The Office of Personnel Management is going all out to develop a "credible" performance ranking system that federal agencies will use to help decide who goes and who stays in future layoffs, and to set merit pay raises for 150,000 managers and supervisors.
OPM (as reported here April 28) is working on new RIF (reduction in force) rules that will deemphasize seniority and give extra fire-proofing to workers who get good performance appraisals from their bosses.
Officials hope to have the new layoff regulations ready before the new fiscal year begins in October.
Because of budget cuts and lower personnel ceilings, many federal agencies anticipate a new round of RIFs will begin this fall that could dwarf economy-inspired layoffs that took place this year and last.
More than 9,000 federal workers were fired -- about 2,900 in the metro Washington area -- during the last round of RIFs. Under existing rules, the retention standing of employes in RIFs is determined by their veterans status and seniority. Workers with "outstanding" job ratings also get credit for two additional years of service when facing RIFs.
Many people have criticized the seniority system, which they say discriminates against younger workers. Veterans preference has been under attack for years, mainly from women's groups, because 98 percent of the feds with veterans' preference are men.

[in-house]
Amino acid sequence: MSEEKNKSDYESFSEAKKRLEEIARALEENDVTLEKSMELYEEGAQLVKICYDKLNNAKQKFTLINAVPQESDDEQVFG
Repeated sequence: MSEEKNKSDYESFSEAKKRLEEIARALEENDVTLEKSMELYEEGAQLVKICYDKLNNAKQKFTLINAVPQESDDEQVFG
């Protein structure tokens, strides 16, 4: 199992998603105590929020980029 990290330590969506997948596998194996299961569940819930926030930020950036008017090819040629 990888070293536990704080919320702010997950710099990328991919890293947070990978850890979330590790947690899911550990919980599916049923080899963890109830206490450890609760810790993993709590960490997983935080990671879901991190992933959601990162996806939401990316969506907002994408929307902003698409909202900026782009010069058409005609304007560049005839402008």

Performance appraisals also determine how much of a pay raise managers and supervisors get each year. About 60,000 of the Grade 13 through 15 GM (general manager) people are in metro Washington.
Persons under merit pay are guaranteed only one-half of the percentage pay raise their subordinates get each October. To get more they must get good marks from their bosses. Because GM personnel do not get longevity raises (worth 3 percent) and quality step increases that go to other workers, many of the merit pay types last year got smaller percentage increases than did people outside of merit pay. The system was set up by the Carter administration.
OPM hopes to have a fine-tuned performance appraisal system ready by mid-summer. To honcho the operation, OPM is bringing in John Fossum, now Agriculture's personnel chief. He will head up a major new OPM office to establish the new performance appraisal system and link it to merit pay, RIF retention and incentive awards.
Fossum will join OPM in early July.
Many of the people who don't like RIF rules that give preference to veterans and longtime workers are equally worried about giving added weight to performance appraisals. They fear this would give political chiefs even more power to pick future RIF victims, by ordering good performance ratings for the politically faithful and bad ones for people they would like to see RIFfed.
Fossum's task, which may be "mission impossible," will be to come up with a system that everybody under the threat of RIFs considers fair.